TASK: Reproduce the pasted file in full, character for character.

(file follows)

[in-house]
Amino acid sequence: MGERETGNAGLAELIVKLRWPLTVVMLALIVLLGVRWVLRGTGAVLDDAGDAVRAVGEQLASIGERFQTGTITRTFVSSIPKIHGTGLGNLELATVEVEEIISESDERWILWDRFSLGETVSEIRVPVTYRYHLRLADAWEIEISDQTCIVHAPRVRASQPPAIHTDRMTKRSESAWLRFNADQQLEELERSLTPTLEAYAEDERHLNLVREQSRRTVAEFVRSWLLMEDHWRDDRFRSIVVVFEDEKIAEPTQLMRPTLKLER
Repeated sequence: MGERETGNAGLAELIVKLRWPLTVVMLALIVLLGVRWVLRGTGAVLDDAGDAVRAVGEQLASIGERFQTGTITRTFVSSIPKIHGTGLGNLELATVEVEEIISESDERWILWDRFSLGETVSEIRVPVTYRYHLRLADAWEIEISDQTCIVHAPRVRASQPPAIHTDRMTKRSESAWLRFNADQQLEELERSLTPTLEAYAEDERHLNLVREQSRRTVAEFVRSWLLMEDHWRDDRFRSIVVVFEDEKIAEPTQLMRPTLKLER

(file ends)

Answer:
[in-house]
Amino acid sequence: MGERETGNAGLAELIVKLRWPLTVVMLALIVLLGVRWVLRGTGAVLDDAGDAVRAVGEQLASIGERFQTGTITRTFVSSIPKIHGTGLGNLELATVEVEEIISESDERWILWDRFSLGETVSEIRVPVTYRYHLRLADAWEIEISDQTCIVHAPRVRASQPPAIHTDRMTKRSESAWLRFNADQQLEELERSLTPTLEAYAEDERHLNLVREQSRRTVAEFVRSWLLMEDHWRDDRFRSIVVVFEDEKIAEPTQLMRPTLKLER
Repeated sequence: MGERETGNAGLAELIVKLRWPLTVVMLALIVLLGVRWVLRGTGAVLDDAGDAVRAVGEQLASIGERFQTGTITRTFVSSIPKIHGTGLGNLELATVEVEEIISESDERWILWDRFSLGETVSEIRVPVTYRYHLRLADAWEIEISDQTCIVHAPRVRASQPPAIHTDRMTKRSESAWLRFNADQQLEELERSLTPTLEAYAEDERHLNLVREQSRRTVAEFVRSWLLMEDHWRDDRFRSIVVVFEDEKIAEPTQLMRPTLKLER